Note: this data only looks at employees (and not those who are self-employed or also studying) and covers a broad sample of graduates and the various paths they've taken, which might not always be a direct result of their degree.

Explore these similar courses...

Higher entry requirements
University of Huddersfield
Nursing (Learning Disability)
Bachelor of Science (with Honours) - BSc (Hons)
3.0 years | Distance learning | 2022
Lower entry requirements
Birmingham City University
Learning Disability Nursing
Bachelor of Science (with Honours) - BSc (Hons)
3.0 years | Distance learning | 2022
Nearby University
University of Gloucestershire
Nursing (Adult) (Blended Learning)
Bachelor of Science (with Honours) - BSc (Hons)
3.0 years | Distance learning | 2022
Same University
Open University
Nursing (Mental Health) (R39-MH)
Bachelor of Science (with Honours) - BSc (Hons)
3.0 years | Distance learning | 2022

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This is what the university has told Ucas about the criteria they expect applicants to satisfy; some may be compulsory, others may be preferable.

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This is the percentage of applicants to this course who received an offer last year, through Ucas.

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This is what the university has told Ucas about the course. Use it to get a quick idea about what makes it unique compared to similar courses, elsewhere.

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Course location and department:

This is what the university has told Ucas about the course. Use it to get a quick idea about what makes it unique compared to similar courses, elsewhere.

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Teaching Excellence Framework (TEF):

We've received this information from the Department for Education, via Ucas. This is how the university as a whole has been rated for its quality of teaching: gold silver or bronze. Note, not all universities have taken part in the TEF.

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This information comes from the National Student Survey, an annual student survey of final-year students. You can use this to see how satisfied students studying this subject area at this university, are (not the individual course).

This is the percentage of final-year students at this university who were "definitely" or "mostly" satisfied with their course. We've analysed this figure against other universities so you can see whether this is high, medium or low.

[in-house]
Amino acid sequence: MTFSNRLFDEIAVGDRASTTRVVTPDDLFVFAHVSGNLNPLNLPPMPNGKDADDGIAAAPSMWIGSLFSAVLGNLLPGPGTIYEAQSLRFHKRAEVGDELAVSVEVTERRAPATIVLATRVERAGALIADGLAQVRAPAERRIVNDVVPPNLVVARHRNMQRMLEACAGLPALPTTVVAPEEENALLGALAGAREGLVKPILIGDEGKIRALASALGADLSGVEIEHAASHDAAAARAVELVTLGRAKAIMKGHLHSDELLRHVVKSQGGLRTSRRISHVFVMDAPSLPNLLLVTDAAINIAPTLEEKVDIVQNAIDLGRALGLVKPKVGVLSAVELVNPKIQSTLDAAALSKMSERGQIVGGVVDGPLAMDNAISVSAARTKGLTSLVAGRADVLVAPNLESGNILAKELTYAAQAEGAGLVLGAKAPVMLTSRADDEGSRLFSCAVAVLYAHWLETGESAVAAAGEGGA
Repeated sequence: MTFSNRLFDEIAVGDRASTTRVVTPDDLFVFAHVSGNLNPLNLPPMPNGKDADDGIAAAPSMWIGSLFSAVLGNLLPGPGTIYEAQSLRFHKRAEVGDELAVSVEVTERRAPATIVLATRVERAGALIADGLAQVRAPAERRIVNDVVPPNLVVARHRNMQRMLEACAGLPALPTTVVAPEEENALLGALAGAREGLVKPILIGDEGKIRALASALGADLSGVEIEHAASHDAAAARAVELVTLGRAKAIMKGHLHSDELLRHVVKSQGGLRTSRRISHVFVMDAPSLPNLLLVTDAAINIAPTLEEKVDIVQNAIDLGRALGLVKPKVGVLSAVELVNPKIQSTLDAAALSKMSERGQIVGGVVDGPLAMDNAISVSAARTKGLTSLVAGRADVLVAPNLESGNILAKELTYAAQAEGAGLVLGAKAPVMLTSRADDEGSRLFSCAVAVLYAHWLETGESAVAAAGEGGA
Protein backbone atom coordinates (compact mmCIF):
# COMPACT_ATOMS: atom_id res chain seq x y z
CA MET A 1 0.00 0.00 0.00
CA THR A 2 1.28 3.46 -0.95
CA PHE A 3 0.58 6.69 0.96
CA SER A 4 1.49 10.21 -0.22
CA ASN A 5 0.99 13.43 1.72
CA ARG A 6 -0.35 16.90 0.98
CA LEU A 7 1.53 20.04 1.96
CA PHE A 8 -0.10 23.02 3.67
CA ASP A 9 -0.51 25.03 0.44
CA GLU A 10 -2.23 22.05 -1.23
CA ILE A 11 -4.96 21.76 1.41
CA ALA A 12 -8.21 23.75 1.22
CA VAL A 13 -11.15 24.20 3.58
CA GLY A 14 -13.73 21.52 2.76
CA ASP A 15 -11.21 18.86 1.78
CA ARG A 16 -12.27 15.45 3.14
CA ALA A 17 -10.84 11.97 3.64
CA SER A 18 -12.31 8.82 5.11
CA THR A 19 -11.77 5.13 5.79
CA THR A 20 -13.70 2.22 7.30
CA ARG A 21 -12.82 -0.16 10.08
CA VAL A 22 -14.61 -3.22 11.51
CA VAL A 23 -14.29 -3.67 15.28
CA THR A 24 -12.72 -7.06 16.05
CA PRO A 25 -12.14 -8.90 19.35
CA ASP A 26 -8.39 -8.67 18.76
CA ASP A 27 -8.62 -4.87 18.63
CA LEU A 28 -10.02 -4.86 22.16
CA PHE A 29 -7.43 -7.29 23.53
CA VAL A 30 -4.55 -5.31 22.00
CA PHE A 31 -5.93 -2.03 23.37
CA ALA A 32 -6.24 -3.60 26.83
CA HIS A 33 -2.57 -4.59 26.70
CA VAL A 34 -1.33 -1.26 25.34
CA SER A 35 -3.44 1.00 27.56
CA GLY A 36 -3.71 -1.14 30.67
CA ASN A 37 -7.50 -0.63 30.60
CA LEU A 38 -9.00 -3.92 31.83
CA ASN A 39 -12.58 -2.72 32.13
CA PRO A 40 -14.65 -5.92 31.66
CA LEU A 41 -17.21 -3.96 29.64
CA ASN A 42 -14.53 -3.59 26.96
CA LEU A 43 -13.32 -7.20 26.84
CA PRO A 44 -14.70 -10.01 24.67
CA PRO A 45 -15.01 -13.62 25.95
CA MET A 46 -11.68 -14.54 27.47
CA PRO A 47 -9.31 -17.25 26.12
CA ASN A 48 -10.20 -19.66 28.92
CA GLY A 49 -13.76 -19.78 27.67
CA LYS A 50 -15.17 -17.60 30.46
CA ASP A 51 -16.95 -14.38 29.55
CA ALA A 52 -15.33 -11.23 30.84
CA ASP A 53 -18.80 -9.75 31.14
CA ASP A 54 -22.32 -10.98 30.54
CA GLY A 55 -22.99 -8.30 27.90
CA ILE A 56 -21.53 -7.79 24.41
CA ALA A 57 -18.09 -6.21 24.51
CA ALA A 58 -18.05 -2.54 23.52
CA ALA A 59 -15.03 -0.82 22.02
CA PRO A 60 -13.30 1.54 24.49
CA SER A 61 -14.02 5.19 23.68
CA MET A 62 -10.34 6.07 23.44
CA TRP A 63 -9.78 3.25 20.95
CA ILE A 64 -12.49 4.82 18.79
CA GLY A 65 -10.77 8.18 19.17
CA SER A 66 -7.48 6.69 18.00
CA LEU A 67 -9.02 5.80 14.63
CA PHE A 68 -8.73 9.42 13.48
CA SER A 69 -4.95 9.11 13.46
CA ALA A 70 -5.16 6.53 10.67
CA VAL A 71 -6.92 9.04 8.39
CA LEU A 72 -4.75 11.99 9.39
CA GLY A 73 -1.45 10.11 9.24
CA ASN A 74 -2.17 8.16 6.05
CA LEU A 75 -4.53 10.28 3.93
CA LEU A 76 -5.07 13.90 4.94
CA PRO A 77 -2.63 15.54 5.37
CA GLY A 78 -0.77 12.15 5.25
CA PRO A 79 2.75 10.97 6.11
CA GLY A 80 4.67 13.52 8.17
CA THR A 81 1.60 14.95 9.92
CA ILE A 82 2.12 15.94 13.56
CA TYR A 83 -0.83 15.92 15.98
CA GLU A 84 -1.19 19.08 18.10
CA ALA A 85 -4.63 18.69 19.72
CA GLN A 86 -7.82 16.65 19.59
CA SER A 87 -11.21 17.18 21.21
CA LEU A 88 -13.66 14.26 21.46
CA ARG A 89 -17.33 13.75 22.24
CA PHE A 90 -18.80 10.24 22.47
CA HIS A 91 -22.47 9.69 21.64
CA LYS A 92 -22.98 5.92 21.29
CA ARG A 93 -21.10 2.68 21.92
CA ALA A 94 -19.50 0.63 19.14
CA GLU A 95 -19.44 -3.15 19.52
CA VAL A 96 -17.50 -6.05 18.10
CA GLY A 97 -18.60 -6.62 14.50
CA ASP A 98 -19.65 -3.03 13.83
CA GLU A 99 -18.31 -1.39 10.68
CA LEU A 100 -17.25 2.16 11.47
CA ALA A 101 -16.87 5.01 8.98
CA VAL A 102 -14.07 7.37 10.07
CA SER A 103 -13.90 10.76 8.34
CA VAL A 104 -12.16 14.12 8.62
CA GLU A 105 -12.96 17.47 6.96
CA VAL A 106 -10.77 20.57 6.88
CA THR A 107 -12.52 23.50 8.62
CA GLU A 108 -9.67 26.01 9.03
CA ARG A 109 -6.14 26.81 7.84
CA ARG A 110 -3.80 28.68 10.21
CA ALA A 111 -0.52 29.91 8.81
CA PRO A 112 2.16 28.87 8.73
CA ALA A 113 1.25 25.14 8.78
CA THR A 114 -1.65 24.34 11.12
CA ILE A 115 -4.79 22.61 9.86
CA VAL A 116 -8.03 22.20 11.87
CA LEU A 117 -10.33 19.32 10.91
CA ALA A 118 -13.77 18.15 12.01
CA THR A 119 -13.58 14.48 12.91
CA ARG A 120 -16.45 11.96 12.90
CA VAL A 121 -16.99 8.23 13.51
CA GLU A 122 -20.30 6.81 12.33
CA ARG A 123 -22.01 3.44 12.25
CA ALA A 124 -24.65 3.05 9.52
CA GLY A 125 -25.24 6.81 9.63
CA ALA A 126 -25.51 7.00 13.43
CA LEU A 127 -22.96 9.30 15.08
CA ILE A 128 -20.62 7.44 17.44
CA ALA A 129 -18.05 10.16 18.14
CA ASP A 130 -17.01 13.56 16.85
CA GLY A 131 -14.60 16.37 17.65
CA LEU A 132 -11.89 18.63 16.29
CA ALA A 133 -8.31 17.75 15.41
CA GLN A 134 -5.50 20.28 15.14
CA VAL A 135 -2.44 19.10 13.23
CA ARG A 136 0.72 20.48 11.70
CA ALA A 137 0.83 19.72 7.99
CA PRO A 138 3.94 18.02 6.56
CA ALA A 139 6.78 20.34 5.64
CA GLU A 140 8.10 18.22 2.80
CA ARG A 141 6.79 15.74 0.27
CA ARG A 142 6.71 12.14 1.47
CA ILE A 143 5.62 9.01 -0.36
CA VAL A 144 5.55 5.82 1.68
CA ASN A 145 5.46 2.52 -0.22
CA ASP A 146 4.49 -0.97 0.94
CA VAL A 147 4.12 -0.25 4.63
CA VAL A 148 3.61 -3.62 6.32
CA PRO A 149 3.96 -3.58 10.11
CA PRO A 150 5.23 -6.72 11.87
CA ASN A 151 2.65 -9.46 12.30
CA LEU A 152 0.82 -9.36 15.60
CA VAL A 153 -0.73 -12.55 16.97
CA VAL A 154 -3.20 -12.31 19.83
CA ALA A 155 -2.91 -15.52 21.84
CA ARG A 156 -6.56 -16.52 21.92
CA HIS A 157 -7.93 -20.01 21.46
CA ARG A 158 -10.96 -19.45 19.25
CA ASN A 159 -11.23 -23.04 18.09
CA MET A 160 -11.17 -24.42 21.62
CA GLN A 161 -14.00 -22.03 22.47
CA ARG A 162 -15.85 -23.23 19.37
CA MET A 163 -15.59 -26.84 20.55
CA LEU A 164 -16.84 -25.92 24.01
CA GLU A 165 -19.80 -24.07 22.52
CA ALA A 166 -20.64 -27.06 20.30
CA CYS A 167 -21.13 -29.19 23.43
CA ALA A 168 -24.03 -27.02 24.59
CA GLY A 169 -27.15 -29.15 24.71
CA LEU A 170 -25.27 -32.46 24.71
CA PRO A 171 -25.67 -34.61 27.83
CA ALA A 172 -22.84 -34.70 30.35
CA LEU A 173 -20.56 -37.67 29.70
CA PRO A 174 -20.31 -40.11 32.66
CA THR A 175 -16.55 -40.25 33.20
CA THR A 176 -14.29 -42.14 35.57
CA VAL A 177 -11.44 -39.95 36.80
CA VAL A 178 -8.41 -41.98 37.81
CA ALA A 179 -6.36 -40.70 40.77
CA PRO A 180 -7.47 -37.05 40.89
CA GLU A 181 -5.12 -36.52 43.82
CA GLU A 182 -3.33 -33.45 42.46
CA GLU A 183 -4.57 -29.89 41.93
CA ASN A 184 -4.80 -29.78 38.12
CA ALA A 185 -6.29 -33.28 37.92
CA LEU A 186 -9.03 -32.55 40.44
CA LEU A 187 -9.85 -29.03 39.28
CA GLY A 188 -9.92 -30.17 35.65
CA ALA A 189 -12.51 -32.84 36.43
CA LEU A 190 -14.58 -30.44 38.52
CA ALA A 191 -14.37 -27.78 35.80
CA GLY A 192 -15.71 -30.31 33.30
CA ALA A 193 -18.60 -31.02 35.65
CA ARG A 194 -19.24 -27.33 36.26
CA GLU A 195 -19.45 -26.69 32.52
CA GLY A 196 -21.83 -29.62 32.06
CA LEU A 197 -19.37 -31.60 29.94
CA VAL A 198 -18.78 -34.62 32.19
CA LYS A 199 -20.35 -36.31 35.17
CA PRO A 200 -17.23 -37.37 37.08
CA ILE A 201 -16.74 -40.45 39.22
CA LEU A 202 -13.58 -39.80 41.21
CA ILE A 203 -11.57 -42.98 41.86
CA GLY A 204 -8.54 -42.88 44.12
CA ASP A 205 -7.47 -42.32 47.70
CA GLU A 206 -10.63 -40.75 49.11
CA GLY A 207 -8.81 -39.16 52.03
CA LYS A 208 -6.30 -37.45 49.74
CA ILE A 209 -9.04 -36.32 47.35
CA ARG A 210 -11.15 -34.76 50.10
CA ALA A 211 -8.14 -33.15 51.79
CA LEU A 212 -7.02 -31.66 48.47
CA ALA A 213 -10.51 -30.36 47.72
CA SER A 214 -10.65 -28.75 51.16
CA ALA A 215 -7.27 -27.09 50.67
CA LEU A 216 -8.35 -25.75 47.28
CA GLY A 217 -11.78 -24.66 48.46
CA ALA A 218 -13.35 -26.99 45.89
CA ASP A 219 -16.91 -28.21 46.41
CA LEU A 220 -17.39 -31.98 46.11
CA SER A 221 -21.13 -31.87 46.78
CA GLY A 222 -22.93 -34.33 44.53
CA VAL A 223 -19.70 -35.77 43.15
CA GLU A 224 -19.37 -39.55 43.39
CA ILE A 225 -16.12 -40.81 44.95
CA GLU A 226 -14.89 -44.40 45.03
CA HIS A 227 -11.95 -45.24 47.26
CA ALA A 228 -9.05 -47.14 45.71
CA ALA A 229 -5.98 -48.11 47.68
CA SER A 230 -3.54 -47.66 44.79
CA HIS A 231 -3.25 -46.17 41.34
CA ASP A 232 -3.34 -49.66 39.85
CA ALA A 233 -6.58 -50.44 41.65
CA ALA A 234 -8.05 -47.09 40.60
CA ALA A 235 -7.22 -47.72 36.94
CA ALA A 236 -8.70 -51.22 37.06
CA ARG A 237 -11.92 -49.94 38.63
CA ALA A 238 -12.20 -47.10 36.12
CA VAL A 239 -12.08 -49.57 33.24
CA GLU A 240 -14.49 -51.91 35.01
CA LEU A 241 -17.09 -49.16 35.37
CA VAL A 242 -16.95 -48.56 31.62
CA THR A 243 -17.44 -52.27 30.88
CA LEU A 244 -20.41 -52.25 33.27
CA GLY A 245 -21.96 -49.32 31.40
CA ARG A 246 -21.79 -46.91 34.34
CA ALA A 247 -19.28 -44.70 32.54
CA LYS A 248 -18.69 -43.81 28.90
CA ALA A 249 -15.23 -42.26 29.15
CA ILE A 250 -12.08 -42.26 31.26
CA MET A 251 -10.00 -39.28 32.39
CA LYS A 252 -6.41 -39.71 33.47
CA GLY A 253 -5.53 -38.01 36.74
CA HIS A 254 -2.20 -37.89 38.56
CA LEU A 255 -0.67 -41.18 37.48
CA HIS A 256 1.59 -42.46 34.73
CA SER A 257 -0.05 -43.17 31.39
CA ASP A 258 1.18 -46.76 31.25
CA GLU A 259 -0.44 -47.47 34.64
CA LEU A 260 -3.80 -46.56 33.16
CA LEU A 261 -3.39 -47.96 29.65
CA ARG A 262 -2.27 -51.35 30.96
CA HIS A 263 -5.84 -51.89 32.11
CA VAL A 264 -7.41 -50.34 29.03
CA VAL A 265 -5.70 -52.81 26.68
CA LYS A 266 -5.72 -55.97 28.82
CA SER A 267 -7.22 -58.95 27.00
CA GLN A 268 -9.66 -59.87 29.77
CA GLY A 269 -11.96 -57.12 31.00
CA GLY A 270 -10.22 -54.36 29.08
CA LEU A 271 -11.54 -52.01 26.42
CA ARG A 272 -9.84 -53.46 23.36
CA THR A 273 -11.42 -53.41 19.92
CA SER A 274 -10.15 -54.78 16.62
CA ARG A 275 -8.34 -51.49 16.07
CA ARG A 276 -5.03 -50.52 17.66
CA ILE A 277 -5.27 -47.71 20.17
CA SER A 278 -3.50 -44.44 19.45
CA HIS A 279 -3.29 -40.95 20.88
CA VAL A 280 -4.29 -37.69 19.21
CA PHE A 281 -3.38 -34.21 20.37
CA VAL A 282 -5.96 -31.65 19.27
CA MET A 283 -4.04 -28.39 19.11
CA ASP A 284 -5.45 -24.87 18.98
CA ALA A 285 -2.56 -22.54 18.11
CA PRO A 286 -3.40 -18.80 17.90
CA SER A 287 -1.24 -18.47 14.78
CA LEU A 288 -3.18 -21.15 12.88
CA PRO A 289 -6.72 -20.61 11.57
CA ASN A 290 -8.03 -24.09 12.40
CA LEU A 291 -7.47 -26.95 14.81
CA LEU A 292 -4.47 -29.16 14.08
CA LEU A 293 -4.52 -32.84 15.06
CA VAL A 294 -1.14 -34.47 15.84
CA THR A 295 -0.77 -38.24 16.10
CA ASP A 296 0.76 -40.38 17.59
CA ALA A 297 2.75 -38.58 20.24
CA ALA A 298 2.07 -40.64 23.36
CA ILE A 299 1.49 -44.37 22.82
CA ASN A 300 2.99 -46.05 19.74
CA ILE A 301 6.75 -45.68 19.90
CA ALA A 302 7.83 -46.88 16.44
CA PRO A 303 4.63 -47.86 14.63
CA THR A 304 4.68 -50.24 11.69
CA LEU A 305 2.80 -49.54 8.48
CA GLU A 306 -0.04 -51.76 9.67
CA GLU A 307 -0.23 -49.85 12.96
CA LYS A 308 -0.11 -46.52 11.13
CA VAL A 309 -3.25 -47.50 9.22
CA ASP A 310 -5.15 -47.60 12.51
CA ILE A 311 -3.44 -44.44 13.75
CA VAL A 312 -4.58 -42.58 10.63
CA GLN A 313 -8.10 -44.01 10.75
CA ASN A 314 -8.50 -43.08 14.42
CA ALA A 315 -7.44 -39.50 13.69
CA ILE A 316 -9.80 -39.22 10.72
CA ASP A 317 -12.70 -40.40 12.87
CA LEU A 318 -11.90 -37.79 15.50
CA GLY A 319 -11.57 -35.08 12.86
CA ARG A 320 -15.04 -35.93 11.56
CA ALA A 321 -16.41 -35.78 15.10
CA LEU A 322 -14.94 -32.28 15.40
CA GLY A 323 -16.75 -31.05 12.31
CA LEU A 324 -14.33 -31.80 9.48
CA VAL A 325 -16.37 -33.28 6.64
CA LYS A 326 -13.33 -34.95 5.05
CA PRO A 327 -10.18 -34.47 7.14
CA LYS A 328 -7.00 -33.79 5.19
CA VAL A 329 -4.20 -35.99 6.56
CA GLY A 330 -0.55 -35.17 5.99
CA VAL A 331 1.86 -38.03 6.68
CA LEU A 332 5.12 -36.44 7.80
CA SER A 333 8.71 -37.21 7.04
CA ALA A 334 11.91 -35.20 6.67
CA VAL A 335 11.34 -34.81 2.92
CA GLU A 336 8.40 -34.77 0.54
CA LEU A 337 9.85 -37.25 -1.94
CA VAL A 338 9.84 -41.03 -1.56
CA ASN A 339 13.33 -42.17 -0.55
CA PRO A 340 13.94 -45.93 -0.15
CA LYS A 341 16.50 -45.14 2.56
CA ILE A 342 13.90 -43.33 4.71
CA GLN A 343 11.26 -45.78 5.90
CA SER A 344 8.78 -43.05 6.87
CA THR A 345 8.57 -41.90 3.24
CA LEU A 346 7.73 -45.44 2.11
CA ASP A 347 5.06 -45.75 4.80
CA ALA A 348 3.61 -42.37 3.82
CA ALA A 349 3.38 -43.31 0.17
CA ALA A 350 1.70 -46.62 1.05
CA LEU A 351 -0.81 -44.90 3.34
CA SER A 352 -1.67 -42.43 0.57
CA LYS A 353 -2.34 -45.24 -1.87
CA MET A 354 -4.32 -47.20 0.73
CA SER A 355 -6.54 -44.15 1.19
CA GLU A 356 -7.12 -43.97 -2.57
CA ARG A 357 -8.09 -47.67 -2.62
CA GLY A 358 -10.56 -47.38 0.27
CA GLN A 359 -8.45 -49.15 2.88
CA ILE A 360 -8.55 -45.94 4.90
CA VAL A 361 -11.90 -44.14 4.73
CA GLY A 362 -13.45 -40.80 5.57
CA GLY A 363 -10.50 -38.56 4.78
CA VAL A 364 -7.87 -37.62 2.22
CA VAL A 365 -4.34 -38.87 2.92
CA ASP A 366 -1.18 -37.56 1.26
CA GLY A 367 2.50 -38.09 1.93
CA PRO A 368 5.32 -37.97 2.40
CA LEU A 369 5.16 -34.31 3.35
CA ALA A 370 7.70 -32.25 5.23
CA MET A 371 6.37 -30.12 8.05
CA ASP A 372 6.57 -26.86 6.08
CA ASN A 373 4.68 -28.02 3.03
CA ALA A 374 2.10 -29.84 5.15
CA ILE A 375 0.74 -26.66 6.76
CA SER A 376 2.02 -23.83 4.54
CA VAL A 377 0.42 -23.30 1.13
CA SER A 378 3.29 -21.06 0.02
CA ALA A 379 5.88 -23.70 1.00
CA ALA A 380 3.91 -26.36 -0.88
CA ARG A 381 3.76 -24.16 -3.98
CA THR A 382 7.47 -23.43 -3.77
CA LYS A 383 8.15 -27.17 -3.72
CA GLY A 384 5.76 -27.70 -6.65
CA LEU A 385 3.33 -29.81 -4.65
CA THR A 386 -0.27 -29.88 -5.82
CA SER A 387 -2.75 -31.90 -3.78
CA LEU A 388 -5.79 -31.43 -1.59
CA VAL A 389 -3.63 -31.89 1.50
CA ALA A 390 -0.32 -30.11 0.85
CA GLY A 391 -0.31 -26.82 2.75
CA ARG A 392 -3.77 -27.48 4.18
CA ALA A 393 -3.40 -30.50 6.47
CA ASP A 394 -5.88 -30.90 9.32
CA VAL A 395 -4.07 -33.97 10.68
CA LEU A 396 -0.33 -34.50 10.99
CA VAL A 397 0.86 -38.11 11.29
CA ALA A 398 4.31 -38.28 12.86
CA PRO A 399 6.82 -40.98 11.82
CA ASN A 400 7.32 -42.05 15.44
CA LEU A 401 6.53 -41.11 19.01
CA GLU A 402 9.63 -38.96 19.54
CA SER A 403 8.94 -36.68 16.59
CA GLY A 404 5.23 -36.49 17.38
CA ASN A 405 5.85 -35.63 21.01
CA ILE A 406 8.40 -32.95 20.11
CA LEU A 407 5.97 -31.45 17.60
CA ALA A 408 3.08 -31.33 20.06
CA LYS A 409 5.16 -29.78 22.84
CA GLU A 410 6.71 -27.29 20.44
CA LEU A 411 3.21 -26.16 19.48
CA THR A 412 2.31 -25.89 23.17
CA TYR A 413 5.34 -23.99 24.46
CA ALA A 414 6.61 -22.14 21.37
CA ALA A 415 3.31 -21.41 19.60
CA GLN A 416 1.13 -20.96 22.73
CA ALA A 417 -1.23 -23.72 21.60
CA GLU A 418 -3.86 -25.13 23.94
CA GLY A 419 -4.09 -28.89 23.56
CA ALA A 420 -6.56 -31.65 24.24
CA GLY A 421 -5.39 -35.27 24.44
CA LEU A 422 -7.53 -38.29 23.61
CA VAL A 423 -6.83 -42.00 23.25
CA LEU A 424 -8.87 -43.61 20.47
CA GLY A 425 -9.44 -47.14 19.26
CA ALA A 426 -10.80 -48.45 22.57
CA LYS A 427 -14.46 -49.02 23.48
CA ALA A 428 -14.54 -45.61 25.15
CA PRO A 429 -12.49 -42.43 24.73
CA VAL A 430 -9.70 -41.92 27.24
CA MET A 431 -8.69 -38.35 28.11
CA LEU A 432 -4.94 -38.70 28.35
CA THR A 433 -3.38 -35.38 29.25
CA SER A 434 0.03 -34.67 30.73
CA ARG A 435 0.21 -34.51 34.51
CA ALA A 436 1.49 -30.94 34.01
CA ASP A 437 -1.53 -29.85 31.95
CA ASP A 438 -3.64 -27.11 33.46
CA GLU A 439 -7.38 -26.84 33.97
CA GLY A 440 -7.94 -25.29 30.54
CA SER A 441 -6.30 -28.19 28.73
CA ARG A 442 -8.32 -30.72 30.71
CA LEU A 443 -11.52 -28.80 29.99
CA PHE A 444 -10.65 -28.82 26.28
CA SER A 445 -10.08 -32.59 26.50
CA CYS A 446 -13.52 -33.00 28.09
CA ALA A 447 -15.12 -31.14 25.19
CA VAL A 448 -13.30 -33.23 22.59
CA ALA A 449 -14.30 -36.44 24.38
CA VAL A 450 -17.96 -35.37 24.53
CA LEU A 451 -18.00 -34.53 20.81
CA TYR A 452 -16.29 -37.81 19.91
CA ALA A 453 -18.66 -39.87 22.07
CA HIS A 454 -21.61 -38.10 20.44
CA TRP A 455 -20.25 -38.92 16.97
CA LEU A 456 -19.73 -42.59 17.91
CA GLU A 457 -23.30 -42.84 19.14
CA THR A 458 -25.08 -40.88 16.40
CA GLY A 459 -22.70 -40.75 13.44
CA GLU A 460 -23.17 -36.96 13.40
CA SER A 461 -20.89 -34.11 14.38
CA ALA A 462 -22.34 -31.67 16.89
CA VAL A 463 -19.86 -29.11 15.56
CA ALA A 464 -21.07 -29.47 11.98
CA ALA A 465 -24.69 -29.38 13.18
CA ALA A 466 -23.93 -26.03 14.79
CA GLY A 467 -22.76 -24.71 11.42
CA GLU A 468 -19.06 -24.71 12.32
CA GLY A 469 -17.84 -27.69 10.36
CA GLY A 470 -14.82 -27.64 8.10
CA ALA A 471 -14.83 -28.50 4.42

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This information is from the Higher Education Statistics Agency (HESA), for undergraduate students only.

You can use this to get an idea of who you might share a lecture with and how they progressed in this subject, here. It's also worth comparing typical A-level subjects and grades students achieved with the current course entry requirements; similarities or differences here could indicate how flexible (or not) a university might be.

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Post-six month graduation stats:

This is from the Destinations of Leavers from Higher Education Survey, based on responses from graduates who studied the same subject area here.

It offers a snapshot of what grads went on to do six months later, what they were earning on average, and whether they felt their degree helped them obtain a 'graduate role'. We calculate a mean rating to indicate if this is high, medium or low compared to other universities.

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Graduate field commentary:

The Higher Education Careers Services Unit have provided some further context for all graduates in this subject area, including details that numbers alone might not show

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The Longitudinal Educational Outcomes dataset combines HRMC earnings data with student records from the Higher Education Statistics Agency.

While there are lots of factors at play when it comes to your future earnings, use this as a rough timeline of what graduates in this subject area were earning on average one, three and five years later. Can you see a steady increase in salary, or did grads need some experience under their belt before seeing a nice bump up in their pay packet?